Contribution of Po2, P50, and Hb to changes in arteriovenous O2 content during exercise in heart failure

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Abstract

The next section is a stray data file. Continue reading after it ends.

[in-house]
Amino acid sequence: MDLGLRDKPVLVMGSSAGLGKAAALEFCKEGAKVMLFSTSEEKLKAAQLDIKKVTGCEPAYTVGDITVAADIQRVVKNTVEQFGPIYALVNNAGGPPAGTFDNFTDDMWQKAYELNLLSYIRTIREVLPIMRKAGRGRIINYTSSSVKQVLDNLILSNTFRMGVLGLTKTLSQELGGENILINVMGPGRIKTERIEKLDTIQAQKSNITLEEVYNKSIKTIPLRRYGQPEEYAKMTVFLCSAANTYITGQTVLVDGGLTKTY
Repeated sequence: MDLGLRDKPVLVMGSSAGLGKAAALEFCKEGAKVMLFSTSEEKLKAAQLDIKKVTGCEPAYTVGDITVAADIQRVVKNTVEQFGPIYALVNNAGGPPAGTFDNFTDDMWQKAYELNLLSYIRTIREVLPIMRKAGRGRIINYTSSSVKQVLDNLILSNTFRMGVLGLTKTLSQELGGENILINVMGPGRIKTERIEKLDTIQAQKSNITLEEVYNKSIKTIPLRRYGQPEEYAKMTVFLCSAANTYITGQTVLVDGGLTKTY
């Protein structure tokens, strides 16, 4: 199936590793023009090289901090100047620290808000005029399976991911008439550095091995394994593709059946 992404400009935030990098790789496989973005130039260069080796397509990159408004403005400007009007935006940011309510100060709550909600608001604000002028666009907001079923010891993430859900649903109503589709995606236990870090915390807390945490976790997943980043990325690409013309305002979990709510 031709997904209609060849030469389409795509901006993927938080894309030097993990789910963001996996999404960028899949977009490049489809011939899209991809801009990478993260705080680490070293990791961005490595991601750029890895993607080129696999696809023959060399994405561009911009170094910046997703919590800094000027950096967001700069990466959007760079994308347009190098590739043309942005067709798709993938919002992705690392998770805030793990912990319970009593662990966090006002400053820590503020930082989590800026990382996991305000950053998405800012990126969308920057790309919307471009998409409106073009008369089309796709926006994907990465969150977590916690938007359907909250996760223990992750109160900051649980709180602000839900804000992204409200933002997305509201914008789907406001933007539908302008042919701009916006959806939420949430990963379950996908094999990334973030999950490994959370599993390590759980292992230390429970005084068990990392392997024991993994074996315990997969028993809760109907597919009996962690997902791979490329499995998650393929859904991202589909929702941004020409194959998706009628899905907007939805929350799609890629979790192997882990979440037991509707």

Arteriovenous O2 content (a-vCO2) differences increase during exercise in normal subjects through several mechanisms including PO2, O2 pressure at which hemoglobin (Hb) is half saturated with O2 (P50), and Hb concentration changes. The present study was undertaken to evaluate how much these biochemical changes are relevant to a-vCO2 difference through exercise in patients with heart failure. Twenty-seven patients with congestive heart failure [10 patients in functional class A (peak exercise O2 uptake >20 ml·kg-1·min-1), 9 in class B (20-15 ml·kg-1·min-1), and 8 in class C (15-10 ml·kg-1·min-1)] underwent a cardiopulmonary exercise test with once-per-minute simultaneous blood sampling from the pulmonary and systemic arteries for determination of Hb, PO2, PCO2, pH, O2 content (CO2), Hb saturation and lactic acid (pulmonary artery only), and calculation of P50. Analysis of data was done at six exercise stages: the first at rest, the last at peak exercise, and the second to the fifth at one-, two-, three-, and four-fifths of O2 consumption increase. a-vCO2 difference at peak exercise was 14.3 ± 2.1, 16.9 ± 2.4, and 14.7 ± 2.1 (SD) ml/dl in class A, B, and C patients, respectively. The contribution of Hb, P50, and PO2 changes to the increments of a-vCO2 difference during exercise was 21, 17, and 63%, respectively; the only interclass difference observed was for P50, which plays a greater role in a-vCO2 difference in class A. Hb changes act mainly at the arterial site, whereas P50 and PO2 act at the venous site. Hb increase was constant through the test, venous P50 increase was greater above anaerobic threshold, and venous PO2 reduction was most remarkable at the onset of exercise; in class C patients, no venous PO2 change was recorded in the second half of exercise. Thus a-vCO2 difference increase during exercise is notable in patients with heart failure but unrelated to the severity of the syndrome. Hb, P50, and, to the greatest degree, PO2 changes participate in the increment of a-vCO2 difference. In class C patients, the lack of PO2 reduction in the second half of exercise suggests the achievement of a "whole body critical venous PO2.".